I anticipated that when I wrote: "I think the misunderstanding is coming from the vague idea "mechanics". We have agreed that they are out there, but we haven't really spoken on what they are like. This would be easier if we had a common frame of reference."

    We both agree that before we can expect a game to feature interesting play around a concept that there needs to be some sort of system that supports that concept in an interesting way. You wrote, correctly, "You can't build a mechanically-interesting class solving mysteries, for example, unless there's a framework in place for how you would mechanically solve mysteries."

    I think we both agree that different scenarios require different mechanical support to capture the peculiarities of the problem. That is to say, it is usually a mistake to (as some have done), try to support both social interaction and physical combat with the same system, unless you also call out the differences between the two in some way. I'm thinking of for example 'Dogs in the Vineyard' which features some of the strongest joint mechanics for both social interaction and physical combat that I've seen in any system, but which (correctly I think) calls out that physical combat trumps social interaction. That said, DitV isn't intended to support (among other things) tactical combat and if you were wanting to run a game with tactical combat as one of the intellectual interests of the game you'd be disappointed in the results.

    Where I may have misunderstood you, or where we may not agree, is on what makes for interesting character design when a system has diverse subsystems. When you wrote, "Otherwise you wind up with something both bland and redundant like "you get advantage on all your skill checks related to solving mysteries", instead of "Once per Episode, you can make an intuitive leap to Find A Clue automatically without needing to Notice the corresponding signs first." is where I found some room to quibble with.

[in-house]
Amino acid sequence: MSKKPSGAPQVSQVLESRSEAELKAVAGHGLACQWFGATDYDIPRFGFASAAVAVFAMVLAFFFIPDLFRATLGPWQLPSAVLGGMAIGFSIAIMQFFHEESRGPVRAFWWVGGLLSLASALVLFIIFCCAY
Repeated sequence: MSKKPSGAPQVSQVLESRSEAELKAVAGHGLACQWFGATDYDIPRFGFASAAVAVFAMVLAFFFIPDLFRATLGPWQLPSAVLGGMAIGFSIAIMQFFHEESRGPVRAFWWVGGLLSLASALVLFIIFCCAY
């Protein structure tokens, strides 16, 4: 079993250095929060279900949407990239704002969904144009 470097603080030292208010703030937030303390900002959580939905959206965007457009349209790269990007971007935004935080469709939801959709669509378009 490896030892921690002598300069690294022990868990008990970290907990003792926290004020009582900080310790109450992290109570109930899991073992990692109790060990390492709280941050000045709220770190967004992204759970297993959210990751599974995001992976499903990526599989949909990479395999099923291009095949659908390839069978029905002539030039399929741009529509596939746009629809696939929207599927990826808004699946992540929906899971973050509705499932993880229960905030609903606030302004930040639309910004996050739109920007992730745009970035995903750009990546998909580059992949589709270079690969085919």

I took this to mean that you believed that the character creation subsystem in order to meaningfully interact with a subsystem needs to have that subsystem in its scope and needs to know the subsystems details. And not only do I disagree, I would consider this bad design, for very similar reasons that it is bad design to have those sorts of dependencies in object oriented code. It would be wrong to expect that the character creation designer fully understands the scope and details of all the subsystems that may eventually be a part of the system. All the character creation designer needs to understand is that at some point somebody is going to want to create that subsystem and he needs to provide a strong interface with character design for that system.